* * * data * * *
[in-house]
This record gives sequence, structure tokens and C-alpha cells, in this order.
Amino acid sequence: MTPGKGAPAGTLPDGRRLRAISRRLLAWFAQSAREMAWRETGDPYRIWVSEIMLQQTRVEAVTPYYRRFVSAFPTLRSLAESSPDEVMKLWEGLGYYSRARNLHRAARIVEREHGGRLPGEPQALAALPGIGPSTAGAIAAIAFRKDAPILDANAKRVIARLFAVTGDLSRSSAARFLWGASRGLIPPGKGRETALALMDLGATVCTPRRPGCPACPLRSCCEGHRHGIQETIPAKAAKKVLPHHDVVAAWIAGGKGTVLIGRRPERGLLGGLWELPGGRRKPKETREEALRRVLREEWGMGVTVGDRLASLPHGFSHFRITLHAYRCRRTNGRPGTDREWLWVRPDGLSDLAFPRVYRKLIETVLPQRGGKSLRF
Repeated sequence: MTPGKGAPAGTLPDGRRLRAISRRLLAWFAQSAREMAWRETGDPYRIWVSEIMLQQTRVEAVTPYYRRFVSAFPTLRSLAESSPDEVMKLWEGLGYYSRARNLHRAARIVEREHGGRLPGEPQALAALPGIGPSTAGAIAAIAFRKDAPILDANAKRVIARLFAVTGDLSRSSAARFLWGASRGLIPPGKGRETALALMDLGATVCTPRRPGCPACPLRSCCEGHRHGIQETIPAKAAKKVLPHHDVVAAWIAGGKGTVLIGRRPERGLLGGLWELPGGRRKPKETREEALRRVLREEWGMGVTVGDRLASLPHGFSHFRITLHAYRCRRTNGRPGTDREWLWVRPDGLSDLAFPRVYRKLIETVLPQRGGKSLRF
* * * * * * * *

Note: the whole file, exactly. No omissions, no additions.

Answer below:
[in-house]
This record gives sequence, structure tokens and C-alpha cells, in this order.
Amino acid sequence: MTPGKGAPAGTLPDGRRLRAISRRLLAWFAQSAREMAWRETGDPYRIWVSEIMLQQTRVEAVTPYYRRFVSAFPTLRSLAESSPDEVMKLWEGLGYYSRARNLHRAARIVEREHGGRLPGEPQALAALPGIGPSTAGAIAAIAFRKDAPILDANAKRVIARLFAVTGDLSRSSAARFLWGASRGLIPPGKGRETALALMDLGATVCTPRRPGCPACPLRSCCEGHRHGIQETIPAKAAKKVLPHHDVVAAWIAGGKGTVLIGRRPERGLLGGLWELPGGRRKPKETREEALRRVLREEWGMGVTVGDRLASLPHGFSHFRITLHAYRCRRTNGRPGTDREWLWVRPDGLSDLAFPRVYRKLIETVLPQRGGKSLRF
Repeated sequence: MTPGKGAPAGTLPDGRRLRAISRRLLAWFAQSAREMAWRETGDPYRIWVSEIMLQQTRVEAVTPYYRRFVSAFPTLRSLAESSPDEVMKLWEGLGYYSRARNLHRAARIVEREHGGRLPGEPQALAALPGIGPSTAGAIAAIAFRKDAPILDANAKRVIARLFAVTGDLSRSSAARFLWGASRGLIPPGKGRETALALMDLGATVCTPRRPGCPACPLRSCCEGHRHGIQETIPAKAAKKVLPHHDVVAAWIAGGKGTVLIGRRPERGLLGGLWELPGGRRKPKETREEALRRVLREEWGMGVTVGDRLASLPHGFSHFRITLHAYRCRRTNGRPGTDREWLWVRPDGLSDLAFPRVYRKLIETVLPQRGGKSLRF